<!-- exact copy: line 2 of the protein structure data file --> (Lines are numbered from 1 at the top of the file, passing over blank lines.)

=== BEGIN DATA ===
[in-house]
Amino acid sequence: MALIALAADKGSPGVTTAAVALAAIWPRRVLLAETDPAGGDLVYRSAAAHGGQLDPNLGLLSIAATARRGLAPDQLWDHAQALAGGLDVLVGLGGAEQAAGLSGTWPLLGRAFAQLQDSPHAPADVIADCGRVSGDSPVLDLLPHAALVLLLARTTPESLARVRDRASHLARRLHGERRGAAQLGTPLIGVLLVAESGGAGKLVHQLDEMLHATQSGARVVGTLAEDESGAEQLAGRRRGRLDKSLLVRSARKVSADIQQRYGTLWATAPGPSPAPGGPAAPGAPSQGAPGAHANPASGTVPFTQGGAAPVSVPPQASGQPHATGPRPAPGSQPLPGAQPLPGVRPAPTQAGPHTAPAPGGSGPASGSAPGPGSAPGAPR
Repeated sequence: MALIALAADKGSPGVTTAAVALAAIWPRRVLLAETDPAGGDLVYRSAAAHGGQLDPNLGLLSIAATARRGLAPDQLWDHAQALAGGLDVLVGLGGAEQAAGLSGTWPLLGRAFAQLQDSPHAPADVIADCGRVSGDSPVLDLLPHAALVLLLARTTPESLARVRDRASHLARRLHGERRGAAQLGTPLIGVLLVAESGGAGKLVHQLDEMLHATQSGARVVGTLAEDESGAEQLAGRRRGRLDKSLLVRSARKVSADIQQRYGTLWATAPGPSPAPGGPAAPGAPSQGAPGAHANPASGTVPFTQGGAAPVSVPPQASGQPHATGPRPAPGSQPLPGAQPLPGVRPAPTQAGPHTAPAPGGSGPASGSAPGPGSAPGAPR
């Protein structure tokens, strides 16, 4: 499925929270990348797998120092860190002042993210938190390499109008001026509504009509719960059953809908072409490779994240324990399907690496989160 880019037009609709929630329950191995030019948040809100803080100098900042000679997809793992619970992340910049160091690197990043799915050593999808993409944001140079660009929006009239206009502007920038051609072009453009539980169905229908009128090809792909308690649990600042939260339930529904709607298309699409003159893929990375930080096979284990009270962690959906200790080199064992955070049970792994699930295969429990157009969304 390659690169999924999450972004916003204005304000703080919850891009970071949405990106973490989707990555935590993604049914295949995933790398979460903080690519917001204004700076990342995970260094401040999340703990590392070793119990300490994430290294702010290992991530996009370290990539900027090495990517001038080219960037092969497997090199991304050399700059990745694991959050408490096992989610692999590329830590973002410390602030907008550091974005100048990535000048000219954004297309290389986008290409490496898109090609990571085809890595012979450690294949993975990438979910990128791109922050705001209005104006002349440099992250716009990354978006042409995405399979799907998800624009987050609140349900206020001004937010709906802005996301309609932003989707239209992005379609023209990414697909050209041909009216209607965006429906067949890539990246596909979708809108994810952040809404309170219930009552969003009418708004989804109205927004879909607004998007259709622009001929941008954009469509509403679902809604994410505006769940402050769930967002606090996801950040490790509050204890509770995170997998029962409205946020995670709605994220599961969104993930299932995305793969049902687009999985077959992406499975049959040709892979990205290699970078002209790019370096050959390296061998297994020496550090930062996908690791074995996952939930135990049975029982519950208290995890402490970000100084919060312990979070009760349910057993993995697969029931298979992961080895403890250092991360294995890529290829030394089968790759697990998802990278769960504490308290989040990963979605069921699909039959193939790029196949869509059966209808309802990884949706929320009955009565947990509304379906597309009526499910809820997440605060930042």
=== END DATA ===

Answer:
Amino acid sequence: MALIALAADKGSPGVTTAAVALAAIWPRRVLLAETDPAGGDLVYRSAAAHGGQLDPNLGLLSIAATARRGLAPDQLWDHAQALAGGLDVLVGLGGAEQAAGLSGTWPLLGRAFAQLQDSPHAPADVIADCGRVSGDSPVLDLLPHAALVLLLARTTPESLARVRDRASHLARRLHGERRGAAQLGTPLIGVLLVAESGGAGKLVHQLDEMLHATQSGARVVGTLAEDESGAEQLAGRRRGRLDKSLLVRSARKVSADIQQRYGTLWATAPGPSPAPGGPAAPGAPSQGAPGAHANPASGTVPFTQGGAAPVSVPPQASGQPHATGPRPAPGSQPLPGAQPLPGVRPAPTQAGPHTAPAPGGSGPASGSAPGPGSAPGAPR